Review: She-Ra and the Princesses of Power - Season 2

Oh, She-Ra, She-Ra, She-Ra, why must you let me down? There were only seven episodes this season. For comparison's sake, that's actually shorter than the runtime of the new Avengers: Endgame movie. Noelle Stevenson could have taken advantage of that to turn the season into an extended movie with an ongoing story arc. Instead, it followed in the footsteps of its predecessor by releasing five irrelevant filler episodes and two character-driven backstory episodes before ending with a cliffhanger that was almost--but not quite--as frustrating as the ending of the Tangled finale. I should have predicted something like this from the mediocre trailer they released, but I was hoping they were just trying to keep the plot under wraps to avoid spoilers. It was particularly disappointing after the incredibly strong first season the show delivered only six months ago.

While the first season of She-Ra and the Princesses of Power excelled at character growth, these episodes only showed the secondary characters from the Princess Alliance in two episodes. The rest focused solely on the core trio of Adora, Glimmer, and Bow, as well as spending ample time in the Fright Zone with the Horde. Swift Wind, Adora's horse/flying unicorn got some more attention this season, but I would have preferred if he hadn't. For a goofy sidekick, he is way more irritating than he is funny. Once again, Spinerella and Netossa only got about five seconds of screen time, but there was plenty of queer visibility without them thanks to Scorpia's blatant crush on Catra and Bow's unconventional parental units. In fact, this series contained enough LGBT visibility to make up for the cancelation of the Xena: Warrior Princess reboot that would have explored Xena's relationship with Gabrielle with more openness than the original. She-Ra has built a world where women, especially princesses, are warriors by default, and it is considered uncommon, though not unheard of, for men to fight as well. In essence, we have reached a complete reversal of the damsel in distress era of princesses that has gradually phased out over the past few decades.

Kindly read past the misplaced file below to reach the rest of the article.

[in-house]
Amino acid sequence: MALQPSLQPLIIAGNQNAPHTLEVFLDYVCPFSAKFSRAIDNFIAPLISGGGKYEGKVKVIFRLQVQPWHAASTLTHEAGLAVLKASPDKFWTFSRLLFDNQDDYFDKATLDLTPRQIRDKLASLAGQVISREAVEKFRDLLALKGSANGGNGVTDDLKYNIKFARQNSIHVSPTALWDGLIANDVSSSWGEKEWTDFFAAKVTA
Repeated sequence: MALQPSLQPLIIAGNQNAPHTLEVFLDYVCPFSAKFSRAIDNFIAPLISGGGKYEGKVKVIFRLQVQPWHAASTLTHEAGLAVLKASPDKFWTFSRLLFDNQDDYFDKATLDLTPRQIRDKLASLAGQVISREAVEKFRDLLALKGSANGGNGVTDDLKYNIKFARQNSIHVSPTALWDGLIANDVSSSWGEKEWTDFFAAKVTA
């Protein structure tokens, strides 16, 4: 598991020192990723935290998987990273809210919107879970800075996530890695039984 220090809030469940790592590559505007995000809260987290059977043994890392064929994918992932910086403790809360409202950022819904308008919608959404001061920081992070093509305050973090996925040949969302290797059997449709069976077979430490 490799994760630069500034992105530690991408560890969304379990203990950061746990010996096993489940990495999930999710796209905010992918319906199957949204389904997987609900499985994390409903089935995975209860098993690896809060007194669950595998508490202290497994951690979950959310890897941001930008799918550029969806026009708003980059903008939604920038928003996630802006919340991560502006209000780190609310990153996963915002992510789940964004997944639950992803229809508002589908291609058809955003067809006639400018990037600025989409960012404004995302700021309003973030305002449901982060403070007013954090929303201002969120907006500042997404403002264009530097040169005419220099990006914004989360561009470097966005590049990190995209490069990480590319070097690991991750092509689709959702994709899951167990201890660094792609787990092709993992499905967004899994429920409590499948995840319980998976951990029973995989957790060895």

Friendship is definitely more of a focus in this show than romantic love. The season premiere reveals Frosta's struggle as a young monarch who doesn't know how to make friends as she attempts to become closer with Glimmer. The scene was well-written, but it never came up again, probably due to Frosta only showing up in one other episode. That episode, "Roll With It," was not meant to be taken seriously in terms of story or character development, but it contained the most talked about scene of the season in which Bow uses a tabletop gaming setup to plan the princesses' next attack on the Horde. Each princess reveals a fantasy version of how she views their group, complete with different art and dialogue styles. Bow's fantasy team-up, which was previewed at Wondercon, portrays the colorful cast of characters in their costumes from the original 1985 series, She-Ra: Princess of Power. This was a charming homage, complete with nostalgic theme music and bad puns. It was particularly timely after the recent passing of series co-creator Larry DiTillio. Another fun portion of this episode is when Mermista envisions herself as "Sea-Ra," poking fun at the original He-Man intro as well as She-Ra's transformation sequence. This was the only memorable scene that Mermista had this season since we never see her again, despite being referenced later by Sea Hawk.